Many rheumatic diseases, including RA, PsA, and AS, are autoimmune conditions, characterised by dysregulation and chronic activation of T cell responses.9,10 The ultimate outcome is the overproduction of proinflammatory cytokines, including tumour necrosis factor (TNF) and interleukin 1, which have been postulated to mediate the joint destruction seen in RA.11,12 TNF blockade is currently the most effective biological approach to the treatment of RA, with demonstrated efficacy and safety.12,13 Etanercept is a fully human, soluble, TNF receptor-IgG1 fusion protein that binds to both soluble and membrane bound TNF, thereby inhibiting its interaction with cell surface receptors and preventing TNF mediated cellular responses. Etanercept has been approved by the Federal Drug Administration for the treatment of subjects with moderately to severely active RA, PsA, polyarticular juvenile RA (JRA), AS, and psoriasis.14 Long term extension studies in subjects with RA have been performed for up to 7 years.15 In addition, more than 262 000 patients have been treated with etanercept outside clinical trials world wide, representing over 515 000 patient-years of experience.

This study aimed at determining the incidence of important adverse reactions in a database of subjects with RA, PsA, and AS enrolled in clinical trials who were 65 years of age and older and contrasting the results with the incidence of adverse events reported in subjects under the age of 65 years who were taking etanercept. Although subjects in clinical trials are carefully screened for the absence of multiple, clinically significant comorbidities, this database should suggest whether such older subjects are more likely to have significant adverse events than younger patients when treated with etanercept.



Subjects with active rheumatic diseases enrolled in all clinical trials performed to evaluate the safety and efficacy of etanercept in the treatment of RA (18 trials), PsA (2 trials), and AS (2 trials) were included. Safety data were collected from all subjects who had received at least one dose of etanercept, and pooled for this integrated analysis. Safety data for patients receiving etanercept who are not in clinical trials are not systematically collected, and therefore are not included in this analysis.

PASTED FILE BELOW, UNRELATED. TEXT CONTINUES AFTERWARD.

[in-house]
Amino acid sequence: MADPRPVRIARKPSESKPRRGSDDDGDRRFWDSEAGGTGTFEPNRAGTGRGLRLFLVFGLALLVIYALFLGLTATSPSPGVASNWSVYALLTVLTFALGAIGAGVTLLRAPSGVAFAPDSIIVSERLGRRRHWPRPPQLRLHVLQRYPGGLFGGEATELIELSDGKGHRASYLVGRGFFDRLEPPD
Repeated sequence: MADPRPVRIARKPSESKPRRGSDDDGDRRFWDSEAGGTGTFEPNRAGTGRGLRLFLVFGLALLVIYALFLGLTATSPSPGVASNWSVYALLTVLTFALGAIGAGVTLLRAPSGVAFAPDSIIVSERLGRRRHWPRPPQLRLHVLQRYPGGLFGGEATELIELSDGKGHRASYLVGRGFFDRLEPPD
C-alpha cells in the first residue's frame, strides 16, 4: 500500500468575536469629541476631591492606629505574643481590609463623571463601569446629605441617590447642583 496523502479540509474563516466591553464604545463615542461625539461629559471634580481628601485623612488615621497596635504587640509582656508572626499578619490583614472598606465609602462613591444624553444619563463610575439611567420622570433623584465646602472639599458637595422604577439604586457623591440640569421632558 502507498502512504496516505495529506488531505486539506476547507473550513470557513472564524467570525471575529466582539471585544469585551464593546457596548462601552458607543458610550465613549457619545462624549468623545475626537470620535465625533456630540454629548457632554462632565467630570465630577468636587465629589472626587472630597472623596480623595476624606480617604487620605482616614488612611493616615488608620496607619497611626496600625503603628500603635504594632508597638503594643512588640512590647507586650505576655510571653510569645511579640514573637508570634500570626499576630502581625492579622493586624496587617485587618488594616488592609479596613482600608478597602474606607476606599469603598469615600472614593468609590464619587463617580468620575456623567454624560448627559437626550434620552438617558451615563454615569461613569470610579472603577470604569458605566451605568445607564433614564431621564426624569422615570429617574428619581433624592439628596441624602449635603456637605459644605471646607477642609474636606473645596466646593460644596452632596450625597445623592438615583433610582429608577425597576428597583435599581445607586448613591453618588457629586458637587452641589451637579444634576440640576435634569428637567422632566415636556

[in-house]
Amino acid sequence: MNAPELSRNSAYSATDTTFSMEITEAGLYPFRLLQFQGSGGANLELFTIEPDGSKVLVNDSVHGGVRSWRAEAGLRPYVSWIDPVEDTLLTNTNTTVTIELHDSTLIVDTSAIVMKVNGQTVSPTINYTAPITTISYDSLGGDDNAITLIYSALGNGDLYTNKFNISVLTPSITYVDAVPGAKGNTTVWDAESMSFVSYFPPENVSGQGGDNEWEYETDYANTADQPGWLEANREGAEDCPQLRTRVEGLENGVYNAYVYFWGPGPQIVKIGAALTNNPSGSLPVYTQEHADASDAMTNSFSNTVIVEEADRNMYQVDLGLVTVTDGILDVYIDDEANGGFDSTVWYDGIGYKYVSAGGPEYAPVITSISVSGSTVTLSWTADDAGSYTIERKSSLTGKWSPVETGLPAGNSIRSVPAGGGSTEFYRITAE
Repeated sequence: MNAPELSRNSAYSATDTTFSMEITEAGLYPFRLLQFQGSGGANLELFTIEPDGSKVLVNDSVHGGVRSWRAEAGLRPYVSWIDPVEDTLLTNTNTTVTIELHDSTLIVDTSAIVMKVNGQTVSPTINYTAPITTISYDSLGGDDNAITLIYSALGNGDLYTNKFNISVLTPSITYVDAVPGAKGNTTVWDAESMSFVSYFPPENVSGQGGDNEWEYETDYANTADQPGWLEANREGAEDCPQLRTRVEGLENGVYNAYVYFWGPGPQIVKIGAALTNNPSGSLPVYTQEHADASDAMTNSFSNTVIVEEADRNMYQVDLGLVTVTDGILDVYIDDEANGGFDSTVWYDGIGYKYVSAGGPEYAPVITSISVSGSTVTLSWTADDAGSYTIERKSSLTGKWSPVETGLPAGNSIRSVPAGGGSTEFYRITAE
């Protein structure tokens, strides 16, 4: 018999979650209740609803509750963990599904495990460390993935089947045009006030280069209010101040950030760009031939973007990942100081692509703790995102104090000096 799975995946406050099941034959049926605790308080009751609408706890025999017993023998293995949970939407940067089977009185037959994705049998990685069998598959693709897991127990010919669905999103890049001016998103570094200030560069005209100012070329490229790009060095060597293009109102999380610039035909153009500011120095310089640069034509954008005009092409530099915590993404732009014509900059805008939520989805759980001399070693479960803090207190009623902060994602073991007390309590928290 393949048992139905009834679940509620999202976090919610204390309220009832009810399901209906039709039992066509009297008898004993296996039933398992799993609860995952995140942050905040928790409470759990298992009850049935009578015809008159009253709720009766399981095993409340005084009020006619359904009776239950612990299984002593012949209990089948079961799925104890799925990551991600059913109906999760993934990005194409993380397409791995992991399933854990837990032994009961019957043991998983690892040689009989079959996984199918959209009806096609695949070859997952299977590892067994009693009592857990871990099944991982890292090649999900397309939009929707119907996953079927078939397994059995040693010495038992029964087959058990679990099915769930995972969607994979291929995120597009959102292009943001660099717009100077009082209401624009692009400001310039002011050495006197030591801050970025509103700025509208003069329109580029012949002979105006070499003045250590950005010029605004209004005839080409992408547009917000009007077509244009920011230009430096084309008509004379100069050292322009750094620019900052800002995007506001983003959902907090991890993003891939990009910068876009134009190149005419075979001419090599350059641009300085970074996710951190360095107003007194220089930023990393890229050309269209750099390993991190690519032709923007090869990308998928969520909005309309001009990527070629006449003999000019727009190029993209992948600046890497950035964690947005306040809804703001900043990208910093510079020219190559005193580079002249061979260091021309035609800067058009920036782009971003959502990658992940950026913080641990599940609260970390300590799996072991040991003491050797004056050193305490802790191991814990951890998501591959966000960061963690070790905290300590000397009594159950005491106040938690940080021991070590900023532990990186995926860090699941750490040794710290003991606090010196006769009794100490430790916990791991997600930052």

Study designs

RA trials

Subjects were enrolled in one phase I trial,16 one phase II trial,17 two phase II/III trials,18,19 four phase III trials,20–22 one phase IV trial, two pharmacokinetic studies,23 four open label trials,24,25 one investigator initiated trial, and two trials designed to examine the safety and efficacy of lyophilised and liquid26 formulations of etanercept were included in this safety analysis. All the trials enrolled subjects with moderate to severe RA, and two of the trials examined only subjects with JRA.19

PsA trials

Subjects with PsA who had both skin and joint symptoms were enrolled in two clinical trials designed to examine the safety and efficacy of etanercept in the treatment of PsA symptoms.27,28

AS trials

Subjects with moderate to severe AS who were enrolled in a randomised, placebo controlled trial29 and an open label extension of that trial30 were included in this safety analysis.

Study drug

Etanercept (Enbrel; Immunex-Wyeth Research) was supplied to subjects in syringes, each containing the contents of one reconstituted vial of etanercept or placebo. The study drug was self administered by subcutaneous injection. In some studies, subjects were initially given reconstituted drug, and were later given vials to be reconstituted at home.

Safety end points

The integrated dataset used to evaluate safety included data from all subjects who received at least one dose of etanercept in Amgen sponsored studies (completed and continuing) in approved rheumatological indications through 31 December 2003. Safety end points included subject incidence rates of all adverse events (AE), serious adverse events (SAE), infectious events (IE), medically important infections (MII), and deaths. MII are defined as infections that required the use of intravenous antibiotics or admission to hospital. The reporting of MII was chosen for this analysis in order to capture infections that are of clinical interest, rather than serious IE, which is a regulatory definition and may underreport clinically relevant events.